|Birth: ||Aug. 27, 1792|
New Jersey, USA
|Death: ||Nov. 2, 1882|
In Memoriam Rev. George Riley was born in Medford, Burlington county, N.J. 27 Aug 1792 and died in Sugar Creek Twp, Allen county, OH. He was married to Miss Meribah Peacock in Mount Holly, N.J. 19 Nov 1826. To them were born nine children, five sons and four daughters. Four sons and two daughters, with their aged mother still survive.
When a young man, Father Riley, came to Lebanon, O.H. where he spent three years; then went to what is now Upper Sandusky, remaining one year assisting Rev. J.B. Finley, in his mission among the Wyandot Indians. In the summer of 1835, he removed with his family to Springfield, OH and in the fall of the same year, came to Allen county, and has lived on the farm where he died the balance of his life.
He was one of the pioneers of this county; has lived to see three generations of men come and go; to see this county pass victoriously through three great wars; and to see the state of his adoption pass from birth to become one of the foremost States in the union, and all this beautiful land transformed from a wilderness to be the pleasant homes of a prosperous people.
He united with the Methodist Episcopal church 67 years ago (1815) and licensed to exhort (make urgent appeals or preach) while yet in New Jersey, was licensed to preach by the "Quarterly Conference of Lima Circuit, Mount Vernon District, Michigan Annual Conference, Aug 24 1839, Elmore Yocum, P.E." "Ordained for the office and work of a deacon in the M.E. Church at the session at the Delaware Annual Conference held in Lima, O.H. Oct 28, 1856 at the hands of Bishop Beverly Waugh.
Father Riley was one of nature's noblemen. His face bore the impress of moral excellence. Twenty-one years ago I passed him on the street, an entire stranger, and said to myself: "There is the face of a man I could trust." He was a man of excellent mental qualities. Reasoning was his stronghold. I visited him a little over a year ago, and found him busy writing essays on Mental Philosophy. He was quite familiar with the writings upon this line of thought, equally at home with the leading theological works of his church. He loved the word of God. He seemed to feel that the "merchandise of it is better than the merchandise of silver, and the exchange there of than fine gold." He was a man of constant prayer. To pray without ceasing was the rule of his life. He exercised unusual faith. Like Abraham it was counted unto him for righteousness. His testament is marked with his own hand as having been read at the family alter twenty-eight times. So this good man departs in a full age as a "shock of corn that cometh in its season."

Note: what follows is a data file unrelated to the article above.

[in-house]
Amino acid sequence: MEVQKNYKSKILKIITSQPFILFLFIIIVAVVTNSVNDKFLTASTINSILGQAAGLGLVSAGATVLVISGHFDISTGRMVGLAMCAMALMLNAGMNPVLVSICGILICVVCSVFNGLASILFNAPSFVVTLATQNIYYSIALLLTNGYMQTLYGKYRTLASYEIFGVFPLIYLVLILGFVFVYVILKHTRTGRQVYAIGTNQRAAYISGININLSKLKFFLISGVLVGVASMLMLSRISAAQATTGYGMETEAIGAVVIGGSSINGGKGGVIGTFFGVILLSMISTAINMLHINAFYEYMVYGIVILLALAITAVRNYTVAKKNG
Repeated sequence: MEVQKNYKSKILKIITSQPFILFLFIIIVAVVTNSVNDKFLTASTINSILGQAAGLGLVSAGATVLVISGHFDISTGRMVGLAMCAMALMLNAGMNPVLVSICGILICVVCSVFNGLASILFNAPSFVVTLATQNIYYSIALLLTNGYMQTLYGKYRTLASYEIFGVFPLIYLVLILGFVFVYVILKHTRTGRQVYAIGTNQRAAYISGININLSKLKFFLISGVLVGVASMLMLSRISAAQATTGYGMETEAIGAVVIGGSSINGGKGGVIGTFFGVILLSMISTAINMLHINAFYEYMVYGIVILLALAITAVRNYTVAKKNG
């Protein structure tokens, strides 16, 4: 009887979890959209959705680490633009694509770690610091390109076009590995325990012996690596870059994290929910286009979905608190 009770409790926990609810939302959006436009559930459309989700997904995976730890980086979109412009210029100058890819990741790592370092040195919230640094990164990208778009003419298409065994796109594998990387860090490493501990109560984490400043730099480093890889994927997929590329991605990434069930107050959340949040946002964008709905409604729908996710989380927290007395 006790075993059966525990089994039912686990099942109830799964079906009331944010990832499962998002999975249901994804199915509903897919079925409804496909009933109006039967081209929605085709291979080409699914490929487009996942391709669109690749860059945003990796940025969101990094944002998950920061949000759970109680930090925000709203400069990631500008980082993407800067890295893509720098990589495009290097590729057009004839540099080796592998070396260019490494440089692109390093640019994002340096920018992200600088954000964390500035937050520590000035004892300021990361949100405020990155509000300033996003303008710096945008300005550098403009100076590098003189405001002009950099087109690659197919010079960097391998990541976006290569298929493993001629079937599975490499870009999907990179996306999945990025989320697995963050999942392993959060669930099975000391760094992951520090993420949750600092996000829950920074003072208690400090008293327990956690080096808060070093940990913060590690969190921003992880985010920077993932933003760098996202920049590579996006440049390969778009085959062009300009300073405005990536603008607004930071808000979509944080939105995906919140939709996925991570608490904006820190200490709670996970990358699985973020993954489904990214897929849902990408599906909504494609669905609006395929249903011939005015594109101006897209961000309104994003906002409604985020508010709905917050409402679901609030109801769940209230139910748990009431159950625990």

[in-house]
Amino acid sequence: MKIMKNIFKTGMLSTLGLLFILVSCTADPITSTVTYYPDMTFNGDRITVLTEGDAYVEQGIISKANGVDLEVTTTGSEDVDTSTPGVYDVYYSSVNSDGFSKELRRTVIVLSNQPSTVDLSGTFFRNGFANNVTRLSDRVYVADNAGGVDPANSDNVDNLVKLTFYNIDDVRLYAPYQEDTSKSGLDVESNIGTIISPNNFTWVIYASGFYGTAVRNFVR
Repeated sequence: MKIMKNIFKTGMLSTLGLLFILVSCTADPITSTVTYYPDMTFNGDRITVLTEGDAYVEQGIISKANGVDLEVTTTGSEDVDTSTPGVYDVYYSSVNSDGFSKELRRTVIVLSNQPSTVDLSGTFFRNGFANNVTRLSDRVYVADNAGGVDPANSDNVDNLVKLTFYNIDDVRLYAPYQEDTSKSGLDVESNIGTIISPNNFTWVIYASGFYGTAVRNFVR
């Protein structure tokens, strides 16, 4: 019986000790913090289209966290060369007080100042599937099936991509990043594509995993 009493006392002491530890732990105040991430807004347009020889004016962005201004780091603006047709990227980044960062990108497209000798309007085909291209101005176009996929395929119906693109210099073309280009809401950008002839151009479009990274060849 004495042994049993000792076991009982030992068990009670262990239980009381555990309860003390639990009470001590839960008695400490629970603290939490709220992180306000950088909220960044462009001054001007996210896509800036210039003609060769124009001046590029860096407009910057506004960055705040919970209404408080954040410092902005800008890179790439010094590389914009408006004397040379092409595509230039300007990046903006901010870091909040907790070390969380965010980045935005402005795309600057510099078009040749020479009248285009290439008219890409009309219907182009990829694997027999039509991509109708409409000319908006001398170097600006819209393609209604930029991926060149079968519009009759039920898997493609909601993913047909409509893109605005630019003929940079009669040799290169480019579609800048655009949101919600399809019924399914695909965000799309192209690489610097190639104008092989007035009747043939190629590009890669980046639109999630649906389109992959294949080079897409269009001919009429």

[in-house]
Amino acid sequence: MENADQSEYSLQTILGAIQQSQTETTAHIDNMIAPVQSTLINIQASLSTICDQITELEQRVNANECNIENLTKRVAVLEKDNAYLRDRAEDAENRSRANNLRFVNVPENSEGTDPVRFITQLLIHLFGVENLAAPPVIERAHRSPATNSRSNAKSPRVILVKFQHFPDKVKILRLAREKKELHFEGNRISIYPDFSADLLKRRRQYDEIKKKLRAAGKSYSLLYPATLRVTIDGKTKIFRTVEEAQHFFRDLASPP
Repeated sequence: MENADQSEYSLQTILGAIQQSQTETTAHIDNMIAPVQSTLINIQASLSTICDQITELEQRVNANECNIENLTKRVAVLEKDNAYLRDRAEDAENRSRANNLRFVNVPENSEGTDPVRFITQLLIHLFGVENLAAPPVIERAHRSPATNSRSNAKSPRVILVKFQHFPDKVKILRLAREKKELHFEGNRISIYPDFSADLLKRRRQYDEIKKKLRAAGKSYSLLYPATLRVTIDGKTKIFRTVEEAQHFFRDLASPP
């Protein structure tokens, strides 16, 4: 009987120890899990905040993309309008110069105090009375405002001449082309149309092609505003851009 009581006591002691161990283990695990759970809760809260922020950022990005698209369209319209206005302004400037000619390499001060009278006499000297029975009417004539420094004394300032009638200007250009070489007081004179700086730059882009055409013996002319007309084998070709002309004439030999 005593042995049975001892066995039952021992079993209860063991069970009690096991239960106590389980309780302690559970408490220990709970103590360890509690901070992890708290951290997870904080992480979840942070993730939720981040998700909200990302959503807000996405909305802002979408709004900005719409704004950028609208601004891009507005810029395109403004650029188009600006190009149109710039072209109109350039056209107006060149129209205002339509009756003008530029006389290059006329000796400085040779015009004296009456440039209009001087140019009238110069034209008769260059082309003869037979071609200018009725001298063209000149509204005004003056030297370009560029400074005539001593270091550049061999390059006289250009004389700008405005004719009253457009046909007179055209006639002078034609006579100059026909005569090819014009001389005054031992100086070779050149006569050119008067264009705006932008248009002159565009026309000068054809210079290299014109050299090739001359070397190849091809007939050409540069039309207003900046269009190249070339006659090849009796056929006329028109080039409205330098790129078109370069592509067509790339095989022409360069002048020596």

The funeral services were held in the little church near his home, where with his neighbors and friends he had so long worshiped God, conducted by the writer, assisted by the Rev. R. Raunch. Appropiate remarks were also made by Rev. A.R. Krebs and Rev. J. (John) Beiler. A.C. Barnes (Rev?)
(Lima Democratic Times Sat Nov 11, 1882 pg 8)
"The attribution of the lengthy obituary is incorrect. It was actually in THE LIMA WEEKLY GAZETTE, Nov. 8, 1882. The title quoted did NOT begin publication until 1884." Quote from Anna Selfridge, #46903030
Meribah Springer Peacock Riley (1805 - 1885)*
Leslie Peacock Riley (1827 - 1897)*
Eleanor E Riley (1829 - ____)*
Joseph Fletcher Riley (1832 - 1863)*
Elizabeth E Riley Dunann (1836 - 1921)*
George N Riley (1838 - 1893)*
Mary F Riley (1839 - 1920)*
Samuel James Riley (1840 - 1912)*
Sarah Jane Riley (1848 - 1866)*
Jennie Riley (1848 - 1866)*
89y. 2m. 6d
Note: age doesn't add up with birth date.
There is a small unreadable marker that is George N Riley, Sr's. He was originally buried at Westley Chaplel and his daughter Elizabeth Dunann had the grave moved to Woodlawn Cemetery Jan. 6, 1886, along with the worn marker. She also had her sister moved there.
Plot: Sec 9 Lot 55
Created by: C Weisenborn
Record added: Jul 06, 2010
Find A Grave Memorial# 54575972